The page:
Classroom: A-. Major length, speed, rapid contraction and creation of out-of-cover games. Ready to be a hard hitting beginner as a rookie. Read routes quickly. Not a master mirror on the ground. Must not be CB1 with A.J. Bouye on the list.
78. Falcons: C Matt Hennessy, Temple
Classroom: B +. Incredibly agile center with an impressive balance. The anchor and the overall strength must improve. The Falcons needed more youngsters inside their offensive line. In his second or third season, Hennessy can become a star.
79. Jets: EDGE Jabari Zuniga, Florida
Classroom: VS-. All the talent is there for Zuniga. Freaky burst. Good length. Just lag behind in the removal department and don’t move people. The jets needed a more immediate impact on the edge.
80. Raiders: WR / RB Lynn Bowden, Kentucky
Classroom: VS-. Ultimate knife of the Swiss army. Does everything well but lacks a real asset. Slot WR or RB change of pace. Was it a need for Las Vegas?
81. Raiders: WR Bryan Edwards, South Carolina
Classroom: A. Edwards is a first-round talent who likely fell due to a foot injury in the pre-draft process. Incredibly well balanced game. Beats press. Crazy ball skills. Good separator. YAC misleading. Contested wrestling stud.
82. Cowboys: DT Neville Gallimore, Oklahoma
Classroom: A. Gallimore is a disruptive one-gapper with a non-stop motor and a fine collection of pass-rush movements. Exactly what the Cowboys need in their defensive plan.
83. Broncos: C Lloyd Cushenberry, LSU
Classroom: C +. Man-to-man power blocker that plays with a low pad level and really fights. Lateral agility is a concern when it comes to good athletes or counter-movements. More a mauler than a moving center. The Broncos needed another interior entrance, and they have one with Cushenberry.
84. Rams: LB Terrell Lewis, Alabama
Classroom: B +. Injury worried but has the full rusher toolbox. Tremendously long and loose hips. Nice burst. Flattens the quarterback well. Active and heavy hands. Large plating radius. But above all a pass specialist. Rams desperately needed a player like this.
85. Colts: S Julian Blackmon, Utah
Classroom: A. The former cornerback transformed security with veteran instincts. Quickly turn her hips over. Burst is there too. I also love his ball skills. Maybe not top-notch speed. Quality gripper. Good addition to Malik Hooker’s safety position and can play the corner in a pinch.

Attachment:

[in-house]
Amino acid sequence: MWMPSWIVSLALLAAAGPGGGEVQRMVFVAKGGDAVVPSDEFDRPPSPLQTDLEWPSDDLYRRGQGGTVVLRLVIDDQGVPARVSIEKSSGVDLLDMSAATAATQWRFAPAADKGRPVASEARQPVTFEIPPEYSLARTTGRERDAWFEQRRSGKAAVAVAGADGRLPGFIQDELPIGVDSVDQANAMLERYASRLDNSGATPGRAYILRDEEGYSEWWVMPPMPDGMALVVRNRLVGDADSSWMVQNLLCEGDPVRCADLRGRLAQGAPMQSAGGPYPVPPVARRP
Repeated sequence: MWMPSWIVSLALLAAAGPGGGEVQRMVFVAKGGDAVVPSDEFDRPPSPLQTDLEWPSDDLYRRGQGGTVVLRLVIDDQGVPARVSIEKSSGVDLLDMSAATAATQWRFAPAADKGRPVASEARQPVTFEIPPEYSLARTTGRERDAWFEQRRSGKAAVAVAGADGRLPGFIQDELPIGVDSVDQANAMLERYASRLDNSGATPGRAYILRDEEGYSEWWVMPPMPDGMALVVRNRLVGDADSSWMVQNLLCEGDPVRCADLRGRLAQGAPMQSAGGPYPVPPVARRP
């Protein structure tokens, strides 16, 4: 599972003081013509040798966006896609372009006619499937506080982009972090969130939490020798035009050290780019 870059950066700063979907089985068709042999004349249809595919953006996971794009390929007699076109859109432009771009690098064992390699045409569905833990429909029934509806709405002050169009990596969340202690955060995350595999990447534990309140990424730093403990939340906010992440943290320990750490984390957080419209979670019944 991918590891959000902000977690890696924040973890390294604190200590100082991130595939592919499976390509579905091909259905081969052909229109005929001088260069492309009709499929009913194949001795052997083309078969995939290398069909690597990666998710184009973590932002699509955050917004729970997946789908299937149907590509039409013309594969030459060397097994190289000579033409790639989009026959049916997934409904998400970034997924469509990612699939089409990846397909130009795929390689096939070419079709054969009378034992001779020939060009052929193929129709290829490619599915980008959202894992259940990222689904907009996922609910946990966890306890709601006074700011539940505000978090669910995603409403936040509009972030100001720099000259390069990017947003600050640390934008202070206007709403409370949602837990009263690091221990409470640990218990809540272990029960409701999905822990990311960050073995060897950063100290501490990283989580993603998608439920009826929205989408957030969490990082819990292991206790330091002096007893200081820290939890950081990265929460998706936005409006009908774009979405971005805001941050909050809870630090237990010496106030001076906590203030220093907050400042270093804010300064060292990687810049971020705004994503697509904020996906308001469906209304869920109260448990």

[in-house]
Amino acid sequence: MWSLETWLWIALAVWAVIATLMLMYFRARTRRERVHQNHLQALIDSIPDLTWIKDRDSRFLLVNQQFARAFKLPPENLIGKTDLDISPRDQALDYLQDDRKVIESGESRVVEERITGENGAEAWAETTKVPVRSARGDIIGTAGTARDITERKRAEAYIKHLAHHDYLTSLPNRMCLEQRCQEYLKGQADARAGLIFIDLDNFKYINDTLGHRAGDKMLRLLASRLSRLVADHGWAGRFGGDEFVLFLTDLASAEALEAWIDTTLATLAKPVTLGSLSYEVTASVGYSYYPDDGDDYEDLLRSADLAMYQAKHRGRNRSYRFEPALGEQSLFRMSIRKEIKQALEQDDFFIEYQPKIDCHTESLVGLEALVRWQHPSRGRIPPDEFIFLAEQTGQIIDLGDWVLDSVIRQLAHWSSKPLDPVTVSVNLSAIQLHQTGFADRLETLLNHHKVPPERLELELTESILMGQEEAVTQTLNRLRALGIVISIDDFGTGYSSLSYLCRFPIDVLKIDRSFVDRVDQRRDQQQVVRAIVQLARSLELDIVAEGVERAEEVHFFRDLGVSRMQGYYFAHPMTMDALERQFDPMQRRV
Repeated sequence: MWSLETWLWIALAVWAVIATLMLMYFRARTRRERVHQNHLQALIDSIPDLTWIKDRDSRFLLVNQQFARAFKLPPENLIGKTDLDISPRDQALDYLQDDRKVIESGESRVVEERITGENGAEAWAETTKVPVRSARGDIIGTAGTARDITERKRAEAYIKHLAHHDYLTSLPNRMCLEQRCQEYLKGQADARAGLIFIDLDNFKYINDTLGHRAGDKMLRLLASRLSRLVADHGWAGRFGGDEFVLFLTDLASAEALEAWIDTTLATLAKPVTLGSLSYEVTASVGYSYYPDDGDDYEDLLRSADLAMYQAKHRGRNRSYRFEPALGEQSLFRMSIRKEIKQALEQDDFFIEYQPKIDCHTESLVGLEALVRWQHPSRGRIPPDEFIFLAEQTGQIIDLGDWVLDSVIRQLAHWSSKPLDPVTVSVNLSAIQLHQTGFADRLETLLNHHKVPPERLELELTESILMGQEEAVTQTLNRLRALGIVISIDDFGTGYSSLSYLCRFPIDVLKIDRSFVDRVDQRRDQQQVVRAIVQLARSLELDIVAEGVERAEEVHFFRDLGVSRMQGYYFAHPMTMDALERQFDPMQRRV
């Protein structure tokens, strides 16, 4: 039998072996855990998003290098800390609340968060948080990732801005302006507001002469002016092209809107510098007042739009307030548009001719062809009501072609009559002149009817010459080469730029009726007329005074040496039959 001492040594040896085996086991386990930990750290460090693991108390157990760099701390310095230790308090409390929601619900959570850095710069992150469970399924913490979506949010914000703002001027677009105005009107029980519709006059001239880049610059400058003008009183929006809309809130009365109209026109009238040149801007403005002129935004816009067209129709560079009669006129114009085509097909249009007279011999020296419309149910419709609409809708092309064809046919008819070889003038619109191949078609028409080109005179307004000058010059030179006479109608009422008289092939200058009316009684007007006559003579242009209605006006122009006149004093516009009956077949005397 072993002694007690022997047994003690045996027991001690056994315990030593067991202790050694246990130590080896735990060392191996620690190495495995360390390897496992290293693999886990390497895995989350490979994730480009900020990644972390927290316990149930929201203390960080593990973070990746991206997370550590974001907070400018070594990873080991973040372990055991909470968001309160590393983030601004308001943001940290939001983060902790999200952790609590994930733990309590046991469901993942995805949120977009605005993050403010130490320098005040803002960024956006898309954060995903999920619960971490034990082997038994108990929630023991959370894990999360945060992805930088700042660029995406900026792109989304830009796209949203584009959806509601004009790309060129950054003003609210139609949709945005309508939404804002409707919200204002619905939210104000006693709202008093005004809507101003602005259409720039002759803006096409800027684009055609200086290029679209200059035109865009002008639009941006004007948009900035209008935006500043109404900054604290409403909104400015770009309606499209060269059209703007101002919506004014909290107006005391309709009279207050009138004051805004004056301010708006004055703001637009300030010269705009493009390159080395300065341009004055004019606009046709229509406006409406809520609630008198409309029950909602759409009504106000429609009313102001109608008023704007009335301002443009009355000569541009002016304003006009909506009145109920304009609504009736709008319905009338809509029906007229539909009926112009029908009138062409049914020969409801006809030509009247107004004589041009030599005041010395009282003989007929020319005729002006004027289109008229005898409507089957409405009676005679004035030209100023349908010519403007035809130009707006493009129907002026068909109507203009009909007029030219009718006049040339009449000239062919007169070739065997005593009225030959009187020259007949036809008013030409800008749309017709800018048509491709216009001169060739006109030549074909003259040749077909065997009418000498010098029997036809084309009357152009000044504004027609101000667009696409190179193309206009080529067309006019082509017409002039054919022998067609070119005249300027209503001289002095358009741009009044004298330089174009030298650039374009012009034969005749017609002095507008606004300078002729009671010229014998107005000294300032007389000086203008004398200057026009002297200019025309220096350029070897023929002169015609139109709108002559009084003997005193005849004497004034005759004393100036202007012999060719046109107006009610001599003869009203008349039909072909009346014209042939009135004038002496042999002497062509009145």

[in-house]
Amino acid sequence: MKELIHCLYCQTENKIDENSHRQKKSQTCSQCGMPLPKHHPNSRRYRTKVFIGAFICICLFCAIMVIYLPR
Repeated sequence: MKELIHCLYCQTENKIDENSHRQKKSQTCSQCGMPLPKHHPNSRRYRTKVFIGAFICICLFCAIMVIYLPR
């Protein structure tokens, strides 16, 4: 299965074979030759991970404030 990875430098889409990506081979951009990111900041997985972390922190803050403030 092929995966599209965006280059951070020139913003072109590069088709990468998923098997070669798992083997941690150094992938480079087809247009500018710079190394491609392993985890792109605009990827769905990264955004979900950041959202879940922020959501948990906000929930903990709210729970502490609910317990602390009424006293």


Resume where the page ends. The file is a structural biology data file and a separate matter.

86. Bills: RB Zack Moss, Utah
Category B-. Moss is a contact-balanced monster who drops the hammer too. Not much juice in the field, but deceptive jump cuts let LB breathe. Low center of gravity. Young fun RB duo with Devin Singletary.
87. Patriots: EDGE Anfernee Jennings, Alabama
Quality: C +. Jennings is a polite player who works by hand with a circumferential frame to stay one step ahead. Lack of explosion, turn and closing speed. Additionally execute the defender.
88. Browns: DT Jordan Elliott, Missouri
Classroom: A-. Very active and heavy hands. Play a little tall and be a good one, not a great athlete. I love the technical side of his game. The Browns need to get deeper into the field from inside their defensive line and have gotten that type of player with Elliott.
89. Vikings: CB Cameron Dantzler, Mississippi St.
Classroom: B +. Large skinny but ultra fiery corner that flashes in the area and presses. Runs slowly on the combine. Natural ball skills. The Vikings intelligently double at the cornerback at the start of this draft.
90. Texans: EDGE Jonathan Greenard, Florida
Classroom: A. Greenard has an NFL body chiseled with first round flashes. Curvature, phenomenal manual work. Simply inconsistent. Nice power and good engine. The Texans needed a natural rusher.
91. Patriots: TE Devin Asiasi, UCLA
Classroom: B. Asiasi has more YAC for the TE spot with a large size. Will separate at the next level. Speed up a question and won’t give you much as a blocker. Exactly the type of player the Patriots liked in the days of Bill Belichick.
92. Ravens: WR Devin Duvernay, Texas
Classroom: B +. Duvernay is a rare WR slot machine as it is faster than faster. Small frame but great following. Strong and reliable hands. Okay, no great tick to create a separation. Solid after capture but not a specialist in this area. More speed for the Ravens WR group.